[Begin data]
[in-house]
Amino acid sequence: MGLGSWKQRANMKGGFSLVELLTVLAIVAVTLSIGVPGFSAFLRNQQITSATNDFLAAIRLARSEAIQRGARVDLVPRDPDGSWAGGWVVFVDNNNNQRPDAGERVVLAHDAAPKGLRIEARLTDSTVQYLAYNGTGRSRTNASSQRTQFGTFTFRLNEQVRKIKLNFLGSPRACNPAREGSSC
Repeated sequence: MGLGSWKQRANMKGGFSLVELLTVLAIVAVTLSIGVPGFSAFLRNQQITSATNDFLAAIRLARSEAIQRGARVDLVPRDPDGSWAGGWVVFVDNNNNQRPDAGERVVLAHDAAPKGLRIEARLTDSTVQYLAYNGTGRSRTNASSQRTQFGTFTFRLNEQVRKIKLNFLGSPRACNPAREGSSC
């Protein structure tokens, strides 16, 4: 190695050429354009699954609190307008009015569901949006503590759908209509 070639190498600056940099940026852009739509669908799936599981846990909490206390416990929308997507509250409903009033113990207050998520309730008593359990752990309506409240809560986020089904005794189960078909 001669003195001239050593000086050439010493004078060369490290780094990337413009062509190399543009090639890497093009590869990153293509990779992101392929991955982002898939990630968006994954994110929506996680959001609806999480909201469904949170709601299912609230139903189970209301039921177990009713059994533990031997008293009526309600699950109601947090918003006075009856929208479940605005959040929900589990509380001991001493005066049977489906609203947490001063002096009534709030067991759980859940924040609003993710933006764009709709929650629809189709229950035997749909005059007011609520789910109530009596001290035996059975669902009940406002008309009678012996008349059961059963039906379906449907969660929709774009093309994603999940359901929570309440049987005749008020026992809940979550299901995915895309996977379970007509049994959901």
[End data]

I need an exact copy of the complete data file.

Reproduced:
[in-house]
Amino acid sequence: MGLGSWKQRANMKGGFSLVELLTVLAIVAVTLSIGVPGFSAFLRNQQITSATNDFLAAIRLARSEAIQRGARVDLVPRDPDGSWAGGWVVFVDNNNNQRPDAGERVVLAHDAAPKGLRIEARLTDSTVQYLAYNGTGRSRTNASSQRTQFGTFTFRLNEQVRKIKLNFLGSPRACNPAREGSSC
Repeated sequence: MGLGSWKQRANMKGGFSLVELLTVLAIVAVTLSIGVPGFSAFLRNQQITSATNDFLAAIRLARSEAIQRGARVDLVPRDPDGSWAGGWVVFVDNNNNQRPDAGERVVLAHDAAPKGLRIEARLTDSTVQYLAYNGTGRSRTNASSQRTQFGTFTFRLNEQVRKIKLNFLGSPRACNPAREGSSC
């Protein structure tokens, strides 16, 4: 190695050429354009699954609190307008009015569901949006503590759908209509 070639190498600056940099940026852009739509669908799936599981846990909490206390416990929308997507509250409903009033113990207050998520309730008593359990752990309506409240809560986020089904005794189960078909 001669003195001239050593000086050439010493004078060369490290780094990337413009062509190399543009090639890497093009590869990153293509990779992101392929991955982002898939990630968006994954994110929506996680959001609806999480909201469904949170709601299912609230139903189970209301039921177990009713059994533990031997008293009526309600699950109601947090918003006075009856929208479940605005959040929900589990509380001991001493005066049977489906609203947490001063002096009534709030067991759980859940924040609003993710933006764009709709929650629809189709229950035997749909005059007011609520789910109530009596001290035996059975669902009940406002008309009678012996008349059961059963039906379906449907969660929709774009093309994603999940359901929570309440049987005749008020026992809940979550299901995915895309996977379970007509049994959901």